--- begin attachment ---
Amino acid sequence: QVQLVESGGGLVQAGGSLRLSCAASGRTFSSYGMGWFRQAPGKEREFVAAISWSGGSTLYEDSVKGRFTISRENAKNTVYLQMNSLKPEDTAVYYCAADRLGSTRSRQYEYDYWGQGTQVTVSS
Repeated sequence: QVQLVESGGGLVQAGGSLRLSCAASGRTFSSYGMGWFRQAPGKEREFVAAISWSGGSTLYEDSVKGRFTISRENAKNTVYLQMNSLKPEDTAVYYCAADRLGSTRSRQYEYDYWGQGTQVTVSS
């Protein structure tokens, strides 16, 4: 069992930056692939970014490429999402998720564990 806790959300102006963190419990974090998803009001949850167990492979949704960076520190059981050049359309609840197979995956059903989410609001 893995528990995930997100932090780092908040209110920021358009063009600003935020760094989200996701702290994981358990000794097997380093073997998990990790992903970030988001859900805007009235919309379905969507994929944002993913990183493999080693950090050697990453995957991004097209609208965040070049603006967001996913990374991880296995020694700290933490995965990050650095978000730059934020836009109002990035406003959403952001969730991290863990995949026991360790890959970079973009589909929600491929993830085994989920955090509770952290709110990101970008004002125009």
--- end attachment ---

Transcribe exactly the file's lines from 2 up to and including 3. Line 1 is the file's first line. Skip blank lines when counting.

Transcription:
Repeated sequence: QVQLVESGGGLVQAGGSLRLSCAASGRTFSSYGMGWFRQAPGKEREFVAAISWSGGSTLYEDSVKGRFTISRENAKNTVYLQMNSLKPEDTAVYYCAADRLGSTRSRQYEYDYWGQGTQVTVSS
């Protein structure tokens, strides 16, 4: 069992930056692939970014490429999402998720564990 806790959300102006963190419990974090998803009001949850167990492979949704960076520190059981050049359309609840197979995956059903989410609001 893995528990995930997100932090780092908040209110920021358009063009600003935020760094989200996701702290994981358990000794097997380093073997998990990790992903970030988001859900805007009235919309379905969507994929944002993913990183493999080693950090050697990453995957991004097209609208965040070049603006967001996913990374991880296995020694700290933490995965990050650095978000730059934020836009109002990035406003959403952001969730991290863990995949026991360790890959970079973009589909929600491929993830085994989920955090509770952290709110990101970008004002125009």